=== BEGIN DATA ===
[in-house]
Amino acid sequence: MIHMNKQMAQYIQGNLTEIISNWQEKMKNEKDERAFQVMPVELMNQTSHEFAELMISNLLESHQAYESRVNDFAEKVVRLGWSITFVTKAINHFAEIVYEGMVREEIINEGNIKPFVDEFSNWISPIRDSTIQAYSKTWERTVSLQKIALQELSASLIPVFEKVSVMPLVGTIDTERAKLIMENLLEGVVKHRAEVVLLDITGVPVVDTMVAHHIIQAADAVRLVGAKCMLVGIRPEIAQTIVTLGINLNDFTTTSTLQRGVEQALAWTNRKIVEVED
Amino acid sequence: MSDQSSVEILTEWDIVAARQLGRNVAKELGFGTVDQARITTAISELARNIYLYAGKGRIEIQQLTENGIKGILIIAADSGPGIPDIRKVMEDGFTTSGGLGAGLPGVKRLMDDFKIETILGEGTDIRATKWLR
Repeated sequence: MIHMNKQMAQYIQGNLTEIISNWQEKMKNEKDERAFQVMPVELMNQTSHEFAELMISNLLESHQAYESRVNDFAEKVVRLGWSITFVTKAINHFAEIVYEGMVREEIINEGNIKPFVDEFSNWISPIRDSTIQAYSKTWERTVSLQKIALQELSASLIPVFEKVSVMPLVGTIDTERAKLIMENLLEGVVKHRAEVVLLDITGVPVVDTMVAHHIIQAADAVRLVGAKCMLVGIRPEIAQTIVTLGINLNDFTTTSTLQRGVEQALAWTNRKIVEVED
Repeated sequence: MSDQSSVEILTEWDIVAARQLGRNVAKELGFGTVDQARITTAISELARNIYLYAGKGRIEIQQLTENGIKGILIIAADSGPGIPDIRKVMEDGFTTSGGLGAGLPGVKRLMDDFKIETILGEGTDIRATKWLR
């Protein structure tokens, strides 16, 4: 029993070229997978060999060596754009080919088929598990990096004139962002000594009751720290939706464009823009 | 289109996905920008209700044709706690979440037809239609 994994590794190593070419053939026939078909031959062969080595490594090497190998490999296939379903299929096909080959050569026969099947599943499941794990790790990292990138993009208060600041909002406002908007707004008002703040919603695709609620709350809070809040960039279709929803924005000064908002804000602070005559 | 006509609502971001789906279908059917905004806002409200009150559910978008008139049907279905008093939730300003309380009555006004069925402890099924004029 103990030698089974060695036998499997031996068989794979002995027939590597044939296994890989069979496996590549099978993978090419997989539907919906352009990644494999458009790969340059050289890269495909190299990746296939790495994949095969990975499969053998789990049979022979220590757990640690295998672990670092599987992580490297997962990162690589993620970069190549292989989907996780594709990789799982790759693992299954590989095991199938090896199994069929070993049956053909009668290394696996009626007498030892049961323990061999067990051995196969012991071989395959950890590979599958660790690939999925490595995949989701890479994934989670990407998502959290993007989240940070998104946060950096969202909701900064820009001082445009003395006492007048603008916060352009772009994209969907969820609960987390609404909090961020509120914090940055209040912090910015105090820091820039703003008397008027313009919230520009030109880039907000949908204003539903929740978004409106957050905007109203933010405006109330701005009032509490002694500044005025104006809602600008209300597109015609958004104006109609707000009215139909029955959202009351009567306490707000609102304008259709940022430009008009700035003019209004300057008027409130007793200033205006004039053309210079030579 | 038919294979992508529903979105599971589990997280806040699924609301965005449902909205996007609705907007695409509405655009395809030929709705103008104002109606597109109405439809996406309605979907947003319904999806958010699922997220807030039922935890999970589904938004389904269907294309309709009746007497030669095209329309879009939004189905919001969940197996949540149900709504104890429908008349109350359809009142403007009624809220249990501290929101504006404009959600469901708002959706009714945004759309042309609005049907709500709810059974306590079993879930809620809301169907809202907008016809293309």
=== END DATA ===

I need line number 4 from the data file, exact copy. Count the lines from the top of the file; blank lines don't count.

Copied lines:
Repeated sequence: MIHMNKQMAQYIQGNLTEIISNWQEKMKNEKDERAFQVMPVELMNQTSHEFAELMISNLLESHQAYESRVNDFAEKVVRLGWSITFVTKAINHFAEIVYEGMVREEIINEGNIKPFVDEFSNWISPIRDSTIQAYSKTWERTVSLQKIALQELSASLIPVFEKVSVMPLVGTIDTERAKLIMENLLEGVVKHRAEVVLLDITGVPVVDTMVAHHIIQAADAVRLVGAKCMLVGIRPEIAQTIVTLGINLNDFTTTSTLQRGVEQALAWTNRKIVEVED